But there’s a national dimension here too. UK politics is further to the left than US politics. Our Tory party is basically where your Democrats are, and our Labour party is finally throwing off the yoke of the Blairite neoliberal centrists to reassert genuine left-wing ideals. French politics is further left still, German politics to the left of them and Dutch and Scandinavian politics further left again. Then you get to Russia and it goes back to repressive right-wing nastiness.

  10. Siobhan says

    And is the average member of the Democratic party actually what I would consider a horrible conservative?

    Hillary is slightly more conservative than Canada’s Conservatives, depending on who you ask.

    So, possibly.

    (Of course in this election I’d vote for a fence post if it could plausibly defeat Trump, so…)

  11. petesh says

    I cannot imagine how to get all the way left by answering this questionnaire; maybe it’s a trick and Real True Leftists just say No? Also, yes, the av. mem. Dem. is indeed conservative, though not necessarily horrible. I’m going to vote for several of them tomorrow, starting at the top of the ticket. HRC wants to conserve the advances we’ve made, and just maybe nudge the ball a bit in my direction.

  12. says

    My first try had me all the way left which seemed appropriate. My second try I went with generally conservative answers but favoured marriage equality (but not strongly), replied that abortion was fine in some cases, and had no opinion on diversity, but I still ended up far right.

    It’s almost like there’s no nuance in an 11 question questionnaire where most of the questions have two answers…

  13. starfleetdude says

    As a first approximation, the Pew quiz does a fair job of sorting out what your political affinities are. I came down as a liberal Democrat, which is where I see myself politically. What seems to be throwing a few people off is how some questions ask you to chose which answer your most inclined to pick, rather than the answer they may most like to give themselves. I think Pew’s approach mirrors what actual politicians do when they poll voters to see what the general opinion is on a given issue, to give them a sense of where the herd of voters are, which is more useful for them to know.

  14. says

    Interesting, though not particularly surprising, that the “average Republican” is noticeably farther to the right of the average score than the “average Democrat” is to the left. Also, did anyone else feel like many of the questions were subtly biased? The environmental question in particular struck me as oddly worded; the first answer was something like “the gov’t has gone too far in its efforts to protect the environment,” so naturally I expected the alternative to be “the gov’t has not gone far enough” Instead, it was “We should do whatever it takes to protect the environment [emphasis mine],” which has a bit of an ominous ring to it. It’s as if they’re implying that if you think our current environmental policies are inadequate, then you must be willing to do anything up to and including deliberate mass depopulation.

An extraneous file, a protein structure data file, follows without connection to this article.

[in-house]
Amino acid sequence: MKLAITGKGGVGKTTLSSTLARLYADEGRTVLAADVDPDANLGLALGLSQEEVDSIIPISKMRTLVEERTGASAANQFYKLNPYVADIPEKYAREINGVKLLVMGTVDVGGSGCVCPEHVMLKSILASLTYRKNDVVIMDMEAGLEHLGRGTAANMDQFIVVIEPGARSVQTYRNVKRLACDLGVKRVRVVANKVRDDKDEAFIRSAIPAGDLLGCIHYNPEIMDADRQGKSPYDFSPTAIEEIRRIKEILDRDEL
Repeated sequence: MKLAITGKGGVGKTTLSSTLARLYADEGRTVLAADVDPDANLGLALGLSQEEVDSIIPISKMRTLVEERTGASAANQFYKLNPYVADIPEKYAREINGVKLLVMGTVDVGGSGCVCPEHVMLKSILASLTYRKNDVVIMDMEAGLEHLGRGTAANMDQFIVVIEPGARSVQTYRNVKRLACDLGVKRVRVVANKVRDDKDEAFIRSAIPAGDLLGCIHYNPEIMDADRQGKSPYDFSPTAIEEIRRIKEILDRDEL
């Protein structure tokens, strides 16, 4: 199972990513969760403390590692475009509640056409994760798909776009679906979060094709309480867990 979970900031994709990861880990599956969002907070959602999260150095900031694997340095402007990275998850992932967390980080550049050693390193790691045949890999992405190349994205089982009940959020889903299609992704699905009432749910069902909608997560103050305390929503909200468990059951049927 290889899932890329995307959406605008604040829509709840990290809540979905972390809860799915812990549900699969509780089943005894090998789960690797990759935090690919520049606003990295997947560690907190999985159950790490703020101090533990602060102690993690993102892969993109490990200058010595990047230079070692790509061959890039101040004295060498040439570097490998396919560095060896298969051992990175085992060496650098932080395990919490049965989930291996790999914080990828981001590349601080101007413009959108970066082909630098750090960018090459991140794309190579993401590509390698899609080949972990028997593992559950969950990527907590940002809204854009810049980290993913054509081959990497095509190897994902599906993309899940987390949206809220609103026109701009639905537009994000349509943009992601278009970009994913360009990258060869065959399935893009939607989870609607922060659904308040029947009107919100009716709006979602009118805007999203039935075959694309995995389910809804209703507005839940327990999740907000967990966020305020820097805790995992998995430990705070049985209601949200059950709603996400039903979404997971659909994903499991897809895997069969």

15. wzrd1 says

    What was interesting is, every response that I gave would give me a strong far left liberal “ranking”, save one on abortion, where my real choice wasn’t represented.
    What does evidence based science have to say, not some bullshit policy that’s written by the medically ignorant misleadership in D.C.?

    Case in point, there is indeed a procedure that is occasionally, rarely performed, that is precisely as Dumb Donald described as an abortion. That it isn’t an abortion isn’t very relevant for some, fact free and all. The procedure is performed when fetal tissue is resorbed after fetal death, but the bones would remain intact and pose a serious risk of uterine perforation.
    Obviously, one does not abort a dead fetus, as anything delivered is by definition, stillborn. One doesn’t abort the papyrus fetus if there is risk of fetal bone perforation of the uterus, one removes the bones and evacuates the remnant instead.

    But, playing politics with one of the most tragic events of a woman’s life is the norm now, calling her names and questioning her honor and values, when she’s lost an advanced pregnancy is acceptable, when previously, we were civilized enough to not further traumatize her.*
    That crap makes me want to trip those SOB’s with my cane.

    *Having a wife become pregnant 16 times and only having two live births does tend to color my views. Especially as one of those pregnancies ended in the abortion of an ectopic pregnancy that was entering the second trimester.

  16. Rich Woods says

    @Chris Phillips #14:

    That’s likely because of the limitations of the simple left-right scale. It’s lacking a dimension (well, possibly more than one, but a two-dimensional outcome is a lot clearer than any other). Try this test, if you’ve got five minutes to spare:


  17. consciousness razor says


    What was interesting is, every response that I gave would give me a strong far left liberal “ranking”, save one on abortion, where my real choice wasn’t represented.